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Illinois Insurance Guaranty Fund is a state-created insolvency insurer; when a member insurer becomes insolvent, the Fund pays covered claims. In cases involving insolvent health insurance, many claims are for patients who are eligible for both Medicare benefits and private health insurance. The Fund sought a determination that it is not subject to reporting requirements under section 111 of the 2007 Medicare, Medicaid, and SCHIP Extension Act, 42 U.S.C. 1395y(b)(7) & (b)(8), which is intended to cut Medicare spending by placing financial responsibility for medical costs with available primary plans first. Because time may be of the essence in medical treatment, the government may make conditionally cover medical expenses for Medicare beneficiaries insured by a primary plan, subject to later reimbursement from a primary plan. Section 111 imposes reporting requirements so that the government can identify the primary plan responsible for payment. The Fund believes that it is not an “applicable plan.”The district court dismissed for lack of subject-matter jurisdiction, reasoning the government had not made a final decision through its administrative processes. The Seventh Circuit affirmed. The Fund can obtain judicial review of its claim in a federal court only by channeling its appeal through the administrative process provided under 42 U.S.C. 405(g). The usually-waivable defense of failure to exhaust administrative remedies is a jurisdictional bar here. View "Illinois Insurance Guaranty Fund v. Becerra" on Justia Law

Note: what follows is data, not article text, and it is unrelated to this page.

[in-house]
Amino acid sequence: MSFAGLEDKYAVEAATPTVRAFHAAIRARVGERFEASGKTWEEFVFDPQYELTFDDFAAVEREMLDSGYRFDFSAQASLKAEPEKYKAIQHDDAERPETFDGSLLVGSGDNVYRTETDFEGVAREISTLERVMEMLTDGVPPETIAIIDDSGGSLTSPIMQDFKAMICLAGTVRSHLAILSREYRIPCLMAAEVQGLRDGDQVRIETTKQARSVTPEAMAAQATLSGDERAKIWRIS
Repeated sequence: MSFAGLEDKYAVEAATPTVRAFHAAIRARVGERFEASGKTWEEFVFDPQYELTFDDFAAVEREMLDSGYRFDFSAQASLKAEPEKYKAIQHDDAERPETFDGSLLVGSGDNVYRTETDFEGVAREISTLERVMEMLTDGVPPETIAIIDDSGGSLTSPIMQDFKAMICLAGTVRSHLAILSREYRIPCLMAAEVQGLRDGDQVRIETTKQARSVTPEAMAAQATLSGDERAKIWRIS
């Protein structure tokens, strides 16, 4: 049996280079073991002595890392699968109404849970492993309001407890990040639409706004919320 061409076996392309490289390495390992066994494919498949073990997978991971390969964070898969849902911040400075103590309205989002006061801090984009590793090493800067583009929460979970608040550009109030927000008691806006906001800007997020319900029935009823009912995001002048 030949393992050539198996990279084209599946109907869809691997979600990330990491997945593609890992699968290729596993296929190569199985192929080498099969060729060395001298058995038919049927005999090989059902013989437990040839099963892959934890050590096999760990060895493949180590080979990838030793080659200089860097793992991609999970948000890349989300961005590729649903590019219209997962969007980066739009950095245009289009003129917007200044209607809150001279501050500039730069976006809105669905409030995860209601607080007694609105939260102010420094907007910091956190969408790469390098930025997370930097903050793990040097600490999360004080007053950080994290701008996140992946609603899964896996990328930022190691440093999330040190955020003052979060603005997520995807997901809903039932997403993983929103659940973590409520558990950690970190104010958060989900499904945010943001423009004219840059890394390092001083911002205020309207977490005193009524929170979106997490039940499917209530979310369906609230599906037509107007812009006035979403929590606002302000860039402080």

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Outstanding debt for Chicago traffic tickets surpassed $1.8 billion last year. Under a 2016 Chicago ordinance, when a driver incurs the needed number of outstanding tickets and final liability determinations, Chicago is authorized to impound her vehicle and to attach a possessory lien. Many drivers cannot afford to pay their outstanding tickets and fees, let alone the liens imposed on their cars through this process. Mance incurred several unpaid parking tickets; her car was impounded and subject to a possessory lien of $12,245, more than four times her car’s value. With a monthly income of $197 in food stamps, Mance filed for Chapter 7 bankruptcy and sought to avoid the lien under 11 U.S.C 522(f). When a vehicle owner files for Chapter 7 bankruptcy, she can avoid a lien under 522(f) if the lien qualifies as judicial and its value exceeds the value of her exempt property (the car). If the lien is statutory, it is not avoidable under the same provision.The bankruptcy and district courts and the Seventh Circuit concluded that the lien was judicial and avoidable. The lien was tied inextricably to the prior adjudications of Mance’s parking and other infractions, so it did not arise solely by statute, as the Bankruptcy Code requires for a statutory lien. View "City of Chicago v. Mance" on Justia Law